Department of History
University of Texas, Austin
2011 to 2012
Dissertation Research Fellow
Cures from New Worlds: the Portuguese Tropics and the Origins of the Global Drug Trade, 1640-1760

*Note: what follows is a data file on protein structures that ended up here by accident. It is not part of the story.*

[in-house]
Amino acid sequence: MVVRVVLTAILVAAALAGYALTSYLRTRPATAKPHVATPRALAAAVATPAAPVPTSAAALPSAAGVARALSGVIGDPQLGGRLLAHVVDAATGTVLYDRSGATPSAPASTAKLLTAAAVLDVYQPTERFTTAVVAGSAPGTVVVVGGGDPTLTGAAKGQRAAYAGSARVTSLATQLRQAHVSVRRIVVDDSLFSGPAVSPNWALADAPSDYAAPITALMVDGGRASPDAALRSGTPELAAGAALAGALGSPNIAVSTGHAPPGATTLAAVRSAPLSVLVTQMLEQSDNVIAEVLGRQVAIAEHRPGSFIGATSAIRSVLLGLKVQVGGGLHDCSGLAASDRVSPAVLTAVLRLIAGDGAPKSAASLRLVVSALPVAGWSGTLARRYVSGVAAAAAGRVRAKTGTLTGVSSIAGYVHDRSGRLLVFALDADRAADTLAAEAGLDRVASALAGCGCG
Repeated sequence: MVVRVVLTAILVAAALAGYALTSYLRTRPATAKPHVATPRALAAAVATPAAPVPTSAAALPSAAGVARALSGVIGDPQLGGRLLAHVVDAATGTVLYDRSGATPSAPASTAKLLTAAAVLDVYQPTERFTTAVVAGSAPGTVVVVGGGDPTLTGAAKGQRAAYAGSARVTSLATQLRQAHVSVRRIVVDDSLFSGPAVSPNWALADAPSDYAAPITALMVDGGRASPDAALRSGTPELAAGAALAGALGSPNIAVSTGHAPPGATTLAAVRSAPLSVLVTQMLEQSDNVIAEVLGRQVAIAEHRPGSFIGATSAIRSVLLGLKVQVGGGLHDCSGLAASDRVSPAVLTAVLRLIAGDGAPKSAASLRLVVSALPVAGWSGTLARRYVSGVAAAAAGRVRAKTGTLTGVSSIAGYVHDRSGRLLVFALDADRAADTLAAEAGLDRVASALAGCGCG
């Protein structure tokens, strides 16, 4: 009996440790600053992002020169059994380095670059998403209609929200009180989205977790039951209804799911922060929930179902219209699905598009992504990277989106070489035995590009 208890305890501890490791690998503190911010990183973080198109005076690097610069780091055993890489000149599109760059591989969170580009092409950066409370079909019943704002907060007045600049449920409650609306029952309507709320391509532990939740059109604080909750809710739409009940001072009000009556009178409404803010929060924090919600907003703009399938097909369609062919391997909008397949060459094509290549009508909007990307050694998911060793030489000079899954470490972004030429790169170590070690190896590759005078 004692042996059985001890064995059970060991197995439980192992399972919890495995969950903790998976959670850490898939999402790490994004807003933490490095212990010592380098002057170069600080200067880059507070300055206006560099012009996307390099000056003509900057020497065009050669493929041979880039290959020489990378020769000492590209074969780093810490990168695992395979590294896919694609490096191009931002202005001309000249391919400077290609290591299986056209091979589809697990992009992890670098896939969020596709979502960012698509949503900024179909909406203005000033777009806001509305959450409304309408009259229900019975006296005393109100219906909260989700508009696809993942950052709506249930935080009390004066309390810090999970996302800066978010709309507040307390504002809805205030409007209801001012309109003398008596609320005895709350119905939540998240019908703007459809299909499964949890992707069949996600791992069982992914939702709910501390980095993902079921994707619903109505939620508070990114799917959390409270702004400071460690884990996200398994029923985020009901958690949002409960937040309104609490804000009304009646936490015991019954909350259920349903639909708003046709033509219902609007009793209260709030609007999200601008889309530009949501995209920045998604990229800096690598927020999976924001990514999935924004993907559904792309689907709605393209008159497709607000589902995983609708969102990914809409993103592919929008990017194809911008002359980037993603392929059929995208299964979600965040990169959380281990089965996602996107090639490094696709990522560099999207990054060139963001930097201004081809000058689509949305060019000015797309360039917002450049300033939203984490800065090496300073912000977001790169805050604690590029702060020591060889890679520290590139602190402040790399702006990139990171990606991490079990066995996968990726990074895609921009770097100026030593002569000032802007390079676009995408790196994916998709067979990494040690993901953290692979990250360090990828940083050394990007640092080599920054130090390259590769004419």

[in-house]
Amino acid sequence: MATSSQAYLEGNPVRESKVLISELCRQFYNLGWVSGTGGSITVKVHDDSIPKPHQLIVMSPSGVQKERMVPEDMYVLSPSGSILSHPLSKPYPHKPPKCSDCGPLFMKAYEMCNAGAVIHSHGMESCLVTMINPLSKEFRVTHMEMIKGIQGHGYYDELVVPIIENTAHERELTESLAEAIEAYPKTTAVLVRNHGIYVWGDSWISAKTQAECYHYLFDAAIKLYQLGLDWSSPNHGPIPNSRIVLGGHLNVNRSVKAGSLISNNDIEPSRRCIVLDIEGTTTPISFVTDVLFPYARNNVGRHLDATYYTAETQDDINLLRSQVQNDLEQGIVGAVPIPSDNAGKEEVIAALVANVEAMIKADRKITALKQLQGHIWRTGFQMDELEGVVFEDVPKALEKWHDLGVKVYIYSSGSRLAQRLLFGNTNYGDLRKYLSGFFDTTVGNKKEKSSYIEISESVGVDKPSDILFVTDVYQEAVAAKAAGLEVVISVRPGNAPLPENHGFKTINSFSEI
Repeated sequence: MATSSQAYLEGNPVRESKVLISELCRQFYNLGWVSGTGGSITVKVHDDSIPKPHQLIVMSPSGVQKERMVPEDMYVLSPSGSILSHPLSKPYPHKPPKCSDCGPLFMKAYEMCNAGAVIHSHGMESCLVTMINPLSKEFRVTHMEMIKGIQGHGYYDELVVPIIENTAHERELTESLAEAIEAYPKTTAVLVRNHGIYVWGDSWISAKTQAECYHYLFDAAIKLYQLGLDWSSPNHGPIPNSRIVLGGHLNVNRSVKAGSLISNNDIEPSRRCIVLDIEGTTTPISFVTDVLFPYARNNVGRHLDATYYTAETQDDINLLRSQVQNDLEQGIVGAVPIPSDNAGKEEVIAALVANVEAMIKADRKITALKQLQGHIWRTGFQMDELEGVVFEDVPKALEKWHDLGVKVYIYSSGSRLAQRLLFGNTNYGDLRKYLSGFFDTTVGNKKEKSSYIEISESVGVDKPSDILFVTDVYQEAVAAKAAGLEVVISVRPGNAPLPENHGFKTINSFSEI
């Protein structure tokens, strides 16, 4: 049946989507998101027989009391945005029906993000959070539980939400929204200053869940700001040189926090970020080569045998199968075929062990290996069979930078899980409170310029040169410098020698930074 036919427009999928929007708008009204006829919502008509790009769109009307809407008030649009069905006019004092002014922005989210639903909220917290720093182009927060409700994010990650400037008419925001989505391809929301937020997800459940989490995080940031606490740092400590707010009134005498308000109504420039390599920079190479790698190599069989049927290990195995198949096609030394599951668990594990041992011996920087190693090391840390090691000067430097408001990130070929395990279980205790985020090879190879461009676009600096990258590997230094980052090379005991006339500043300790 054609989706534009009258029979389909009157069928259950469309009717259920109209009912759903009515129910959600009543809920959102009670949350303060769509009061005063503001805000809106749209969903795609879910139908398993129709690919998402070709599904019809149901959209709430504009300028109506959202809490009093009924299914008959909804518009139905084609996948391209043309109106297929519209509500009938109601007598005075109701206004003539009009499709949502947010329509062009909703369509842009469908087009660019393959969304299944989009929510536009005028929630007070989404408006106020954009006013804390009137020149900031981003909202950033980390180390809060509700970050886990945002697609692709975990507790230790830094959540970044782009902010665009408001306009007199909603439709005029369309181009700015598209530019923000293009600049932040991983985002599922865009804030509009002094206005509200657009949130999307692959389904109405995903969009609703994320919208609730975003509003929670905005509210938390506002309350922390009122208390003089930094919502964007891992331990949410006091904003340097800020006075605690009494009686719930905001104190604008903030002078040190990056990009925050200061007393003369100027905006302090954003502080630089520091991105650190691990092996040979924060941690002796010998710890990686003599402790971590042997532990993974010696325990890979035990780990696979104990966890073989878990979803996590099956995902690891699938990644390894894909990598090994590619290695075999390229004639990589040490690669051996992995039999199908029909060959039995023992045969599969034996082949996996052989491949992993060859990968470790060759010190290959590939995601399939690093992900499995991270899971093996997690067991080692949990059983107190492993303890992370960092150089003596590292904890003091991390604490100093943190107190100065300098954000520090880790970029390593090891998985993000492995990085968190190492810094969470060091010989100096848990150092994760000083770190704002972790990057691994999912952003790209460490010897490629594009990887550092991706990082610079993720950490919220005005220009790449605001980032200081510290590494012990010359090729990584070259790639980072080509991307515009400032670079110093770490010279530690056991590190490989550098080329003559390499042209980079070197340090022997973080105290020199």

Abstract. The early modern Portuguese empire served as the site of one of the most important botanical transfers in history: the circulation of medicinal drugs such as opium, tobacco, cinchona, ipecac and cacao between the emporia of the Americas, Africa and Asia. The merchants, mariners and cultivators who helped create and sustain this trade played a key role as catalysts in the eighteenth-century transformations of both global medical consumption and scientific understandings of nature and the human body, yet their history remains largely unwritten. Drawing upon evidence from mercantile records, scientific correspondence, historical archeology and textual accounts of healers, botanists and apothecaries in the British and Portuguese colonies, this dissertation explores how the urgent necessity of staying alive on the frontiers of empire forged new links between local knowledge and global trade – and between Lusophone ‘botanical go-betweens’ and key figures in the history of science and medicine such as Robert Boyle, William Dampier and Hans Sloane.